McDermid’s latest is a stand-alone set in Fife, Scotland. Detective Inspector Karen Pirie, newly appointed head of the Cold Case squad, has a hard time with desk work, so when a woman reports her father missing and last seen in 1984, Pirie can’t resist. But her boss, a paper pusher known as the Macaroon, wants Karen in the office, at least until Bel, an investigative journalist, turns up new evidence in a 20-year-old heiress kidnap case. As Karen and Bel investigate, friends’ and family members’ memories of the missing people are delivered as flashbacks, resulting in short chapters, multiple viewpoints, and a moderately quick pace. As Karen’s two cases seem to converge, the complex and layered plotlines come together, and McDermid does an excellent job creating tension around a cold case. Sure to be a hit with McDermid’s large fan base, it should also appeal to those who read other Scottish police mysteries, such as Stuart MacBride’s (Flesh House, 2008). Those who enjoyed the cold-case aspect may also enjoy Johan Theorin’s Echoes from the Dead (2008). --Jessica Moyer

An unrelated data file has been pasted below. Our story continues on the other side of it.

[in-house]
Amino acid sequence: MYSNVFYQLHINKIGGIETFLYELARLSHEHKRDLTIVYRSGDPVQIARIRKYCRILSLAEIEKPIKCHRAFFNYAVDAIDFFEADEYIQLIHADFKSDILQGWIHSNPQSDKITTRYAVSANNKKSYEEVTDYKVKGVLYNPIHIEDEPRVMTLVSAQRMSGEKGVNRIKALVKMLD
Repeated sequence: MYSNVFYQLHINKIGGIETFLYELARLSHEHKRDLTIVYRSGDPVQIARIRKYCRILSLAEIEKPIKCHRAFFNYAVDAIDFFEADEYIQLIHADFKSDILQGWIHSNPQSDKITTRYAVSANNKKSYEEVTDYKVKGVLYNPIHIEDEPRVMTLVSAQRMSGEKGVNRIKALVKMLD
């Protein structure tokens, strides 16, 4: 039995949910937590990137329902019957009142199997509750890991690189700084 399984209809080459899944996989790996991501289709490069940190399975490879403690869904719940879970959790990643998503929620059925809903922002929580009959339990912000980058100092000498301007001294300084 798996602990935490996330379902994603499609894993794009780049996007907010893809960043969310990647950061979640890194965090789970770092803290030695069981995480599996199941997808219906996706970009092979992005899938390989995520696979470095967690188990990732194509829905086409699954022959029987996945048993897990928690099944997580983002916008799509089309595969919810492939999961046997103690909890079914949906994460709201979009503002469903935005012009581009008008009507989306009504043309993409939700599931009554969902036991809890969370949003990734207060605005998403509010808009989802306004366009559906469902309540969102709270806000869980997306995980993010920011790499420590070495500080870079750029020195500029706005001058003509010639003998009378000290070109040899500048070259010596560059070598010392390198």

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Product Details

  • Hardcover: 355 pages
  • Publisher: Harper; First Edition edition (January 27, 2009)
  • Language: English
  • ISBN-10: 0061688983
  • ISBN-13: 978-0061688980
  • Product Dimensions: 9.3 x 6.5 x 1.4 inches
  • Shipping Weight: 1.2 pounds (View shipping rates and policies)
  • Average Customer Review: 4.2 out of 5 stars  See all reviews (78 customer reviews)
  • Amazon Best Sellers Rank: #887,025 in Books (See Top 100 in Books)

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Customer Reviews

A Darker Domain is the third Val McDermid book I've read and it is by far my favorite.
T. J. Mathews